Tips for podcasting professionals: “First choose the right topic. Your podcast needs to cover something that is important to your audience, but also something that interests you – because podcasts are a lot of work and you will burn out if you get bored. Of course, the topic has to be relevant to your company in some way (if not your company). I also recommend making a planning call with guests prior to recording to build rapport and finalize topics. This helps break the ice so you don’t spend valuable show time finding your booth.
“I could put in gear, but I won’t. I’m just saying that you need to have a quality microphone. Poor sound quality causes people to devalue your content: They just won’t hear your podcast, let alone trust it if it sounds badly produced. “
4. Podcast for tape marketing
As the field becomes more complex, it is sometimes useful to brush up on basics like basic principles like word of mouth, recommendations, content strategy, and organic search engine optimization. Here you will find podcasts on content marketing Jantsch has been hosting the podcast for 10 years. He is the founder of the popular small business guide and consultancy, Duct Tape Marketing. He interviewed everyone along the way, from Guy Kawasaki to Sally Hogshead to Robert Cialdini. His latest book, The Self-Reliant Entrepreneur, has a page of inspirational quotes and instructions for each day of the year to help motivate readers to move on to the next big project.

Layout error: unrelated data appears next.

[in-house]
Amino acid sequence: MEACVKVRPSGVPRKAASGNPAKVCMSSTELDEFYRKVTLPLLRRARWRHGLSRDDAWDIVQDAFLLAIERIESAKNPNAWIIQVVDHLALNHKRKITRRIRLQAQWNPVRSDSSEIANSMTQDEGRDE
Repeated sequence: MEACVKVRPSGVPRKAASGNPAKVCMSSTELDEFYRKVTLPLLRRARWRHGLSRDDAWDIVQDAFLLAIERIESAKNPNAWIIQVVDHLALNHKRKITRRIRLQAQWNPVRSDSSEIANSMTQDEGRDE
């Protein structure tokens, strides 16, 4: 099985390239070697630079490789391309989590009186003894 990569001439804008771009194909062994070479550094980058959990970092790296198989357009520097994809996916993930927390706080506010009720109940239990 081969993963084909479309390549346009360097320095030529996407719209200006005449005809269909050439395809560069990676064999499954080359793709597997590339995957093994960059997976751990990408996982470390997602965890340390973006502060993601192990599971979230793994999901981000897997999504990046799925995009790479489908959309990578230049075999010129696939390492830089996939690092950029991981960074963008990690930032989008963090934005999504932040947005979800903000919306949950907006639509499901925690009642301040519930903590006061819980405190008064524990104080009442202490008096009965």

Insights from John Jantsch
Top takeaways for 2019: “The latest topic that is coming through loud and clear is the human touch, personalization, no more automated emails.”
Sources of inspiration: “I have a pretty good reading list myself, but I tend to interview authors who recently published a book on a subject I think is interesting. Insider tip: Amazon publishes a list of new and upcoming releases by category. “
- “Good Life Project”
- “The Fizzle Show”